The Wolverines' concerns are: (A) playing without Maceo Baston, and (B) playing against Mateen Cleaves, Both were on the court when U-M ripped the Spartans, 79-69, at Crisler Arena on Jan. 10, running the Wolverines' string of victories to five straight against MSU. Cleaves endured 4-for-19 shooting that day, and Baston and Robert Traylor stuffed the Spartans inside. But coach Tom Izzo picked up the pieces and, wilh Cleaves leading the way, Michigan State went on a tear that carried the Spartans to the Big Ten lead, which they still hold with an 11-2 conference record. Michigan, at 8-4, has almost no hope of winning the title, but the Wolverines do seek a top-five finish and resulting first-round bye in the Big Ten tournament.

"They're a different team than when we played them the first time," Traylor said Monday as U-M held its last practice before the short ride to East Lansing. "They're playing great basketball." U-M coach Brian Ellerbe agreed. "They're a better team now," he sajd. "Mateen is arguably one of the three or four best point guards in America probably your Big Ten MVP, right now. "Their depth has helped them.

(Dujuan) Wiley is shooting 31-for-38 over the last half-dozen games; Qason) Klein is playing with a lot of confidence; they're as good a Please see WOLVERINES, Page 6D KIRTHMON F. DOZIERDetroit Free Press Michigan's Louis Bullock will be responsible for guarding Michigan State's Mateen Cleaves. Amid Florida's fun, Red Wings will practice ans Nick Lidstrom, Brendan Shana-han and Steve Yzerman head to Orlando today for a distraction-filled minicamp after taking eight days off as, part of the NHL shutdown during the Winter (James in Nagano. The Wings will return home Sunday and will play their first game in 7h weeks Feb. 25 against Los Angeles their first home game in four little tiresome.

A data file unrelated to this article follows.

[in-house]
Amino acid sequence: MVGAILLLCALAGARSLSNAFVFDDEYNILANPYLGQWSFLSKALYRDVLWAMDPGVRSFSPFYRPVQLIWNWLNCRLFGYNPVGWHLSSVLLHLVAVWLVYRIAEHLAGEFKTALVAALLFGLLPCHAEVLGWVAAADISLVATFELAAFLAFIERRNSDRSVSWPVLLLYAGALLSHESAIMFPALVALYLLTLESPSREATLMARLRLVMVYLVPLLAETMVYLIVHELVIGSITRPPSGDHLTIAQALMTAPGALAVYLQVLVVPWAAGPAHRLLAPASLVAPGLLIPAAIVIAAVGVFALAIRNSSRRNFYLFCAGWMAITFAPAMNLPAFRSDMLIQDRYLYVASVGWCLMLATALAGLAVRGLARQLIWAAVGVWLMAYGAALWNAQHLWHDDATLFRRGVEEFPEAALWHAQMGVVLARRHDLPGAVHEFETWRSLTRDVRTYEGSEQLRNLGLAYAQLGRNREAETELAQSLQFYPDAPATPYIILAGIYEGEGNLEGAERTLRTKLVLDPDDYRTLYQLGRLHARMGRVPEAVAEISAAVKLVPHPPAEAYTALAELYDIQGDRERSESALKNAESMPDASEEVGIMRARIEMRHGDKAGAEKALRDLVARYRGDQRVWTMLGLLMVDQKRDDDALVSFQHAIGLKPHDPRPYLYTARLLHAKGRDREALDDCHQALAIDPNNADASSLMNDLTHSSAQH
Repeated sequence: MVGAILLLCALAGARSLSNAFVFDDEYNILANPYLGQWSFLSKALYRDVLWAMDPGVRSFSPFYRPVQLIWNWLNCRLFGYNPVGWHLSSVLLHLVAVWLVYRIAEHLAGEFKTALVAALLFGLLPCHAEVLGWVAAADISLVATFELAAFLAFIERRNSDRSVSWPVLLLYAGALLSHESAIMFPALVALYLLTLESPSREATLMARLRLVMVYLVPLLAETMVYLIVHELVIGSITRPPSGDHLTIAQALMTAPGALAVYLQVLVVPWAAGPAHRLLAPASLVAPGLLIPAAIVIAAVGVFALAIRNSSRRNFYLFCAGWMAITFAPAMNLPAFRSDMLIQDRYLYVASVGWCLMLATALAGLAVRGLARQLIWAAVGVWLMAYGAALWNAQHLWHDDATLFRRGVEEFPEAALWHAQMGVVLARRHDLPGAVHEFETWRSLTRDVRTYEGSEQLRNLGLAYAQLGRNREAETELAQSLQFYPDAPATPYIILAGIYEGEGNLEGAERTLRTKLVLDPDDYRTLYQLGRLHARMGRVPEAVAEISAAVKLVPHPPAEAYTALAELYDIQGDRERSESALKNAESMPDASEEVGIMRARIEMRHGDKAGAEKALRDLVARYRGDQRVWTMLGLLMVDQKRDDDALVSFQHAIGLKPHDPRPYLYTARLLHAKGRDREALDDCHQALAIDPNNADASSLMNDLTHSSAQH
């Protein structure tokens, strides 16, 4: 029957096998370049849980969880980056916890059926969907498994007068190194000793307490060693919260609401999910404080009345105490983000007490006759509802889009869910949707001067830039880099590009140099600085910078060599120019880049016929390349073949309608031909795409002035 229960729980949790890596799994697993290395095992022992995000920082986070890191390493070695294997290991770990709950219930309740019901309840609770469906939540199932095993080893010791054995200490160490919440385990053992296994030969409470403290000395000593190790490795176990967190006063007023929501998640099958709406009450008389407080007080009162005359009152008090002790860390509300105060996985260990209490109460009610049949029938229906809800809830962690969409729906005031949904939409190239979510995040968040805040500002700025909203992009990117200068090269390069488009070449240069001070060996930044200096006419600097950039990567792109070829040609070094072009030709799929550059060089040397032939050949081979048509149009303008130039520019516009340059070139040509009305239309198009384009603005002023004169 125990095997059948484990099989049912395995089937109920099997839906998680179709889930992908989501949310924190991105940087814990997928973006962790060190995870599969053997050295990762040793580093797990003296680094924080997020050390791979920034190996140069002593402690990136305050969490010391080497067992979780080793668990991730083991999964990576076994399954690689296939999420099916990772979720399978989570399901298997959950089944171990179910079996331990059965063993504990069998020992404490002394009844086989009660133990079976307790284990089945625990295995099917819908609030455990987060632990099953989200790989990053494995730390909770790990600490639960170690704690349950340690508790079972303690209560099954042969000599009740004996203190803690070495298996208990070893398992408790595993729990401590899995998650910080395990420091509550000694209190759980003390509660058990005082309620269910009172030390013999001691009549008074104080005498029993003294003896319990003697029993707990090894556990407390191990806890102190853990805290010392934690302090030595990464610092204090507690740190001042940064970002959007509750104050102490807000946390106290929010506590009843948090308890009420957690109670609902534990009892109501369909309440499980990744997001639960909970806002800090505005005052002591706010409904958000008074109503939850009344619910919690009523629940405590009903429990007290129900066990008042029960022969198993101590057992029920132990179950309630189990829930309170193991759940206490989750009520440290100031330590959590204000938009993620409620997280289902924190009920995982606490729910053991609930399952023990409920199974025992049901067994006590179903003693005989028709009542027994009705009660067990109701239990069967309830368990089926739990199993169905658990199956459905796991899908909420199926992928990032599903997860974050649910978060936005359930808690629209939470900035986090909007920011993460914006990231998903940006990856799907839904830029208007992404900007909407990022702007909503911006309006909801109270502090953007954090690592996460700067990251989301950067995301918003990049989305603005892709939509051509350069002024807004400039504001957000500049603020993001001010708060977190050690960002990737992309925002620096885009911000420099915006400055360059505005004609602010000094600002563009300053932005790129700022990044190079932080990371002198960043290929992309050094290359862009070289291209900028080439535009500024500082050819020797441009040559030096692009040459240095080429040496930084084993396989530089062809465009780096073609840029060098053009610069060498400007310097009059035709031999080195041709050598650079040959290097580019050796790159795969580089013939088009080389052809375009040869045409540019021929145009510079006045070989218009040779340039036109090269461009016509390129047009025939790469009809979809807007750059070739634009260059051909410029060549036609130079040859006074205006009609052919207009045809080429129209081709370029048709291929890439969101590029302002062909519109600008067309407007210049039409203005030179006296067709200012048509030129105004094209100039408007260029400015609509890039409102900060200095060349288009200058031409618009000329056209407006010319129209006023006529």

Don Waddell, the assistant general manager, immediately brought up Orlando as the perfect setting. He had firsthand knowledge of the new, $50-miHion RDV Sports-plex, having nursed it from idea to construction during his two years as general manager of the 1HL Orlando Ple ase see RED WINGS, PaKe 3D weeks. A little rest and relaxation beneath sunny skies just might give the Wings a shot in the arm. Bui first, a week's worth of relaxation has to be worked off. Team management began discussing an Olympic-break camp during the fall training camp in Traverse City, realizing lhal six days of practices at Joe Ixwis Arena might get a by helene St.

James Free lress Sxirts Writer ORLANDO, Fla. Walt Disney World is 20 minutes away, the Atlantic coastline a mere 50, the Gulf coast about 90. There are golf courses in abundance. Oh, yeah, there's an ice rink nearby, loo. The Red Wings minus Olympi.